So let’s start at the beginning.

Q: What problem are we trying to solve?
A: We need to increase the farm’s fertility and water holding capacity.

Q: So what do pigs have to do with this?
A: Oh shoot! Pigs are the mechanism, not the problem.

The problem has nothing to do with pigs at all. I’m trying to solve a fertility issue. Pigs are a tasty solution provider. But if we’re going to use pigs to help increase fertility we had dashed well make certain their needs are met. They need to be warm, comfortable, well-fed and active. And I guess if I’m providing fresh bedding of sufficient depth it doesn’t matter if there is concrete under the pigs or not. The problem is fertility. The solution is husbandry…on or off pasture.

And I’m not alone in such thoughts. But maybe that’s why Salatin calls himself “Farmer” instead of a “Permaculturist”. Wanna see what he uses for winter housing for his pigs? It’s concrete. He puts concrete sidewalks in hoop structures so the pigs can’t “make huge craters that go all the way down to China“.The best picture I can find of it is on another blog.

Click image for source.

I don’t…can’t…won’t do everything following Mr. Salatin’s example but a big part of why any of us do anything we do is because we read a book or two of his. He is HUGELY influential to the current generation of alt. farmers. His video, Pigs ‘n Glens, shows, appropriately, pigs in glens. But it also shows pigs in hoop houses. He gives an example of an effort to get pigs off of pasture, being late, and having to wait out a heavy snow storm before bringing the pigs in. So for a short time his pigs were on pasture in the snow but that’s not the design.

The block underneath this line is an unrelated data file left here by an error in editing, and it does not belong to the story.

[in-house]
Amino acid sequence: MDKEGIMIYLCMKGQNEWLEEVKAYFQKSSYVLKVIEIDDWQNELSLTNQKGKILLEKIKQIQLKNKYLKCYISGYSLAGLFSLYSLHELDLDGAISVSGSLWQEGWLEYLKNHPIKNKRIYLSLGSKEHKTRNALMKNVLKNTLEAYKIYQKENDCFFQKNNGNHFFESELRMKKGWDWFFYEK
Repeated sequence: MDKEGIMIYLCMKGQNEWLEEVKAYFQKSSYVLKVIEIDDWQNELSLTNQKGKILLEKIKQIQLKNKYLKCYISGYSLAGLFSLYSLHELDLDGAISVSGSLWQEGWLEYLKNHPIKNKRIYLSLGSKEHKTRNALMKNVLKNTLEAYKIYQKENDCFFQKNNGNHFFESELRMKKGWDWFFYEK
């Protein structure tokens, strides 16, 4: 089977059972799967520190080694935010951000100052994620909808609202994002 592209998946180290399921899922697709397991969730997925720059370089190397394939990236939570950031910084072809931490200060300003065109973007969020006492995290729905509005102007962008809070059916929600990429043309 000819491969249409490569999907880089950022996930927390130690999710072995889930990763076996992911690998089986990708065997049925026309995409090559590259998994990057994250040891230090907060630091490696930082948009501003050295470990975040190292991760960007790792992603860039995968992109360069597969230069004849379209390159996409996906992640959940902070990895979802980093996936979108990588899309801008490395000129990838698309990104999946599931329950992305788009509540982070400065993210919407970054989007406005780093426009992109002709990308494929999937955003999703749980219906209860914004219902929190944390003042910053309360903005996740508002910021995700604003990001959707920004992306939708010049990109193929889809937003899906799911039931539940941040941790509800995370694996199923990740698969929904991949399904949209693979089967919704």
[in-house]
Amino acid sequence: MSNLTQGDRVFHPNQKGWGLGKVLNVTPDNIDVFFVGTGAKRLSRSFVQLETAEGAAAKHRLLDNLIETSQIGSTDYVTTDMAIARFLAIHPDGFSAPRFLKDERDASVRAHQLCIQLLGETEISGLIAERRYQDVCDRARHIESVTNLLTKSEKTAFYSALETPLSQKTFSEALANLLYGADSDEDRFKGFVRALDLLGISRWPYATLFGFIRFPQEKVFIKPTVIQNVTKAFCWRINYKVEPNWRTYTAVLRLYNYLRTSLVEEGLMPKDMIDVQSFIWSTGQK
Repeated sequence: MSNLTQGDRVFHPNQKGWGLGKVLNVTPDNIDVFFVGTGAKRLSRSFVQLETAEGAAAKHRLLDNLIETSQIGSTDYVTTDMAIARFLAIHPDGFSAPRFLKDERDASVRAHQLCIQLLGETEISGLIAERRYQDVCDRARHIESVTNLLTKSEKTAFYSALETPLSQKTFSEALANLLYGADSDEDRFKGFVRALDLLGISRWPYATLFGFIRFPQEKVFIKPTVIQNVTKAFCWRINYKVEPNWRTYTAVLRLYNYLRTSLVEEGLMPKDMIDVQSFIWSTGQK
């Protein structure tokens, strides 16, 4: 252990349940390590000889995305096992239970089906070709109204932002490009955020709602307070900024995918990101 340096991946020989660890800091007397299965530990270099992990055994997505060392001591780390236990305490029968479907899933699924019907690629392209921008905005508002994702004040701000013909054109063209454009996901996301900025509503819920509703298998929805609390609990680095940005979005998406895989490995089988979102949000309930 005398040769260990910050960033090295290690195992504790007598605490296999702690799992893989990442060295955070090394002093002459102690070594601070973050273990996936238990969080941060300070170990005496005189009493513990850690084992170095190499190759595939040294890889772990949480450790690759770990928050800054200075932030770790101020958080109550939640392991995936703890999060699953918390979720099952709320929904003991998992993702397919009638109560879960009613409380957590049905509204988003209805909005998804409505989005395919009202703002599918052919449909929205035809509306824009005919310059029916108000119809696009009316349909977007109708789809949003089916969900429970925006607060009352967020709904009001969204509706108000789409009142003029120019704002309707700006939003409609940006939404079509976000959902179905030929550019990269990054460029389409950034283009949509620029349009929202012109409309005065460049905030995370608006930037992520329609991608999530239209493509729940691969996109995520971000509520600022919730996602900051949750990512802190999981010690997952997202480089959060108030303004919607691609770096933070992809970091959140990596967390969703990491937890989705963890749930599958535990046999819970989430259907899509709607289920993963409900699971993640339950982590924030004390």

Where are his pigs in the winter? On pasture? Nope. And why? I asked a friend of mine who met Mr. Salatin some years ago.

Pigs on dirt, might work in some places, and people only get to the first part of Salatin’s talk, hear the word pasture and that’s it.  Never mind there are photos of their hogs in barns or hoop houses during the winter.  I think I have a Smithsonian from 2000 and in it there’s a photo of Joel in a barn with lots of big hogs on deep bedding.  He values his pastures too much, and I’ve seen his pig glens up on the mountain, they are very small and only visited once a year.  No one wants to listen to that, it’s too extensive to only use that land once.